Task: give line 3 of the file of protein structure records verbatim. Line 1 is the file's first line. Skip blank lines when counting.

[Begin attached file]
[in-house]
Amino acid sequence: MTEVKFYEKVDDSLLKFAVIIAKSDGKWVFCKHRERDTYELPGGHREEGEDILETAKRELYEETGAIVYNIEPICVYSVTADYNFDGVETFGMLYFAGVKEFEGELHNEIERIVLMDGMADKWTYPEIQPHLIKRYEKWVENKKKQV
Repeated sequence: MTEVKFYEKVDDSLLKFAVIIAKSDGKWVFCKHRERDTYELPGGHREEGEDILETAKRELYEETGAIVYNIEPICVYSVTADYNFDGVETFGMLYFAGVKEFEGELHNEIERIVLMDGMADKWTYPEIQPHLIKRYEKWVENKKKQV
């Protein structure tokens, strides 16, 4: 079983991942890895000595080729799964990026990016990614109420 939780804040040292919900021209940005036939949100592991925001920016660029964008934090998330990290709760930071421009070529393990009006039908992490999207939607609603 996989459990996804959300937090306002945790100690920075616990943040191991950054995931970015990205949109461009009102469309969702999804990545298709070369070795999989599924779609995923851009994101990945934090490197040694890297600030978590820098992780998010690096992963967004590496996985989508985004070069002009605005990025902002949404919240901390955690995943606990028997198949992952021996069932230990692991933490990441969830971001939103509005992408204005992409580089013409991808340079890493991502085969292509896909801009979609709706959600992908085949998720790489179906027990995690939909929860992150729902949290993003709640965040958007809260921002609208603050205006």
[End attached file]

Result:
Repeated sequence: MTEVKFYEKVDDSLLKFAVIIAKSDGKWVFCKHRERDTYELPGGHREEGEDILETAKRELYEETGAIVYNIEPICVYSVTADYNFDGVETFGMLYFAGVKEFEGELHNEIERIVLMDGMADKWTYPEIQPHLIKRYEKWVENKKKQV